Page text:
The effects of an animal’s environment during adolescence can be passed down to future offspring, according to two new studies. If applicable to humans, the research, done on rodents, suggests that the impact of both childhood education and early abuse could span generations. The findings provide support for a 200-year-old theory of evolution that has been largely dismissed: Lamarckian evolution, which states that acquired characteristics can be passed on to offspring.
“The results are extremely surprising and unexpected,” says Li-Huei Tsai, a neuroscientist at MIT who was not involved in the research. Indeed, one of the studies found that a boost in the brain’s ability to rewire itself and a corresponding improvement in memory could be passed on. “This study is probably the first study to show there are transgenerational effects not only on behavior but on brain plasticity.”
In recent years, scientists have discovered that epigenetic changes–heritable changes that do not alter the sequence of DNA itself–play a major role in development, allowing genetically identical cells to develop different characteristics; epigenetic changes also play a role in cancer and other diseases. (The definition of epigenetics is somewhat variable, with some scientists limiting the term to refer to specific molecular mechanisms that alter gene expression.) Most epigenetic studies have been limited to a cellular context or have looked at the epigenetic effects of drugs or diet in utero. These two new studies are unique in that the environmental change that triggers the effect–enrichment or early abuse–occurs before pregnancy. “Give mothers chemicals, and it can affect offspring and the next generation,” says Larry Feig, a neuroscientist at Tufts University School of Medicine, in Boston, who oversaw part of the research. “In this case, [the environmental change] happened way before the mice were even fertile.”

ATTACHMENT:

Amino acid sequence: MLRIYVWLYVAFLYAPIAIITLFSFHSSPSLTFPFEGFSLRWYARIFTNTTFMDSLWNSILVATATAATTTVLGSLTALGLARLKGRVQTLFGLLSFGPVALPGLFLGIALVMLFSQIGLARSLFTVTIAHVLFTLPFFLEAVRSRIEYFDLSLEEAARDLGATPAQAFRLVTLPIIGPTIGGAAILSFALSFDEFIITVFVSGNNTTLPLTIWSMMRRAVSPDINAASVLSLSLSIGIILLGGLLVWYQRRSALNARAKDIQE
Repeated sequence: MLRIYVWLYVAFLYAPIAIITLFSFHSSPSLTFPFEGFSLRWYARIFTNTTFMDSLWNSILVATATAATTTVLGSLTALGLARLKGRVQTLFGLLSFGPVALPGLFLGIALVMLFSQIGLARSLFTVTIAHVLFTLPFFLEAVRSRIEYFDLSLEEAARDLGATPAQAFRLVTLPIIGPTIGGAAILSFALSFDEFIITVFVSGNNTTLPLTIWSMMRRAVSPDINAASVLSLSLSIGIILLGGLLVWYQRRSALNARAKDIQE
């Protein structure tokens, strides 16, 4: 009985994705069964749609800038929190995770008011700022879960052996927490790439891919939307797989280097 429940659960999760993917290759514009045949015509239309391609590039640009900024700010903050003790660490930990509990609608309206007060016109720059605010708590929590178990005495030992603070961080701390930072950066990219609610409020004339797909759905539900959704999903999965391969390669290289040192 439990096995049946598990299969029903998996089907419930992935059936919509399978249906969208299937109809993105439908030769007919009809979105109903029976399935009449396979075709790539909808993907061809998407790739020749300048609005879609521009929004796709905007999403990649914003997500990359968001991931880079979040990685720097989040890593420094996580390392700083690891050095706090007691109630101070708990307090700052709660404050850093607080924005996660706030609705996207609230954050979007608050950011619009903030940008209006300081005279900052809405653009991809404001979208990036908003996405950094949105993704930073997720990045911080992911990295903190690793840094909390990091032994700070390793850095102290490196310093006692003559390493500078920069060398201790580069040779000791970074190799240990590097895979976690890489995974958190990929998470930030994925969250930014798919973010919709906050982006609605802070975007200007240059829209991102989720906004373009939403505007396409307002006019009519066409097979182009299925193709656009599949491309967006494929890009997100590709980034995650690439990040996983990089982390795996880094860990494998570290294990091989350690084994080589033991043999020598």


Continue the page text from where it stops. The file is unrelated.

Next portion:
In Feig’s study, mice genetically engineered to have memory problems were raised in an enriched environment–given toys, exercise, and social interaction–for two weeks during adolescence. The animals’ memory improved–an unsurprising finding, given that enrichment has been previously shown to boost brain function. The mice were then returned to normal conditions, where they grew up and had offspring. This next generation of mice also had better memory, despite having the genetic defect and never having been exposed to the enriched environment.
The researchers also looked at a molecular correlate of memory called long-term potentiation, or LTP, a mechanism that strengthens connections between neurons. Environmental enrichment fixed faulty LTP in mice with the genetic defect; the fixed LTP was then passed on to their offspring. The findings held true even when pups were raised by memory-deficient mice that had never had the benefits of toys and social interaction. “When you look at offspring, they still have the defect in the protein, but they also have normal LTP,” says Feig. The findings were published today in the Journal of Neuroscience.
“If the findings can be conveyed to human, it means that girls’ education is important not just to their generation but to the next one,” says Moshe Szyf of McGill University, in Montreal, who was not involved in the research.
In a second study, researchers found that rats raised by stressed mothers that neglected and physically abused their offspring showed specific epigenetic modifications to their DNA. The abused mice grew up to be poor mothers, and appeared to pass down these changes to their offspring.